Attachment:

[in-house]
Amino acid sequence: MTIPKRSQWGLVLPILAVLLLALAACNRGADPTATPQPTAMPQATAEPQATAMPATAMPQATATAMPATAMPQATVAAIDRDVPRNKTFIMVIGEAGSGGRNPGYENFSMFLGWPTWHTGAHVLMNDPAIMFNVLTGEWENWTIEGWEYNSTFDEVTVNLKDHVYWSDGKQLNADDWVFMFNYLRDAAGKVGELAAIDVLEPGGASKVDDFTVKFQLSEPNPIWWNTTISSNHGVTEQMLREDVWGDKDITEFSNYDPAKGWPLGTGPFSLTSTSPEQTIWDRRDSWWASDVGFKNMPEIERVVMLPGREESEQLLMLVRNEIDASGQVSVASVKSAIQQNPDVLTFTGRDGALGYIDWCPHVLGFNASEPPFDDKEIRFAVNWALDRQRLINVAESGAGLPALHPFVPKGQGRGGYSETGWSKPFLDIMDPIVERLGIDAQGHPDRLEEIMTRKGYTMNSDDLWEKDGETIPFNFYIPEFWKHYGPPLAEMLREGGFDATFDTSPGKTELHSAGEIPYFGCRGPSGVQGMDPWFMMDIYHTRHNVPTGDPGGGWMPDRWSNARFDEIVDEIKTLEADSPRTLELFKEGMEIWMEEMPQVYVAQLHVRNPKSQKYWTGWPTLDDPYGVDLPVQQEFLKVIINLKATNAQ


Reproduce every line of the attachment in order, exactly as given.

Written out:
[in-house]
Amino acid sequence: MTIPKRSQWGLVLPILAVLLLALAACNRGADPTATPQPTAMPQATAEPQATAMPATAMPQATATAMPATAMPQATVAAIDRDVPRNKTFIMVIGEAGSGGRNPGYENFSMFLGWPTWHTGAHVLMNDPAIMFNVLTGEWENWTIEGWEYNSTFDEVTVNLKDHVYWSDGKQLNADDWVFMFNYLRDAAGKVGELAAIDVLEPGGASKVDDFTVKFQLSEPNPIWWNTTISSNHGVTEQMLREDVWGDKDITEFSNYDPAKGWPLGTGPFSLTSTSPEQTIWDRRDSWWASDVGFKNMPEIERVVMLPGREESEQLLMLVRNEIDASGQVSVASVKSAIQQNPDVLTFTGRDGALGYIDWCPHVLGFNASEPPFDDKEIRFAVNWALDRQRLINVAESGAGLPALHPFVPKGQGRGGYSETGWSKPFLDIMDPIVERLGIDAQGHPDRLEEIMTRKGYTMNSDDLWEKDGETIPFNFYIPEFWKHYGPPLAEMLREGGFDATFDTSPGKTELHSAGEIPYFGCRGPSGVQGMDPWFMMDIYHTRHNVPTGDPGGGWMPDRWSNARFDEIVDEIKTLEADSPRTLELFKEGMEIWMEEMPQVYVAQLHVRNPKSQKYWTGWPTLDDPYGVDLPVQQEFLKVIINLKATNAQ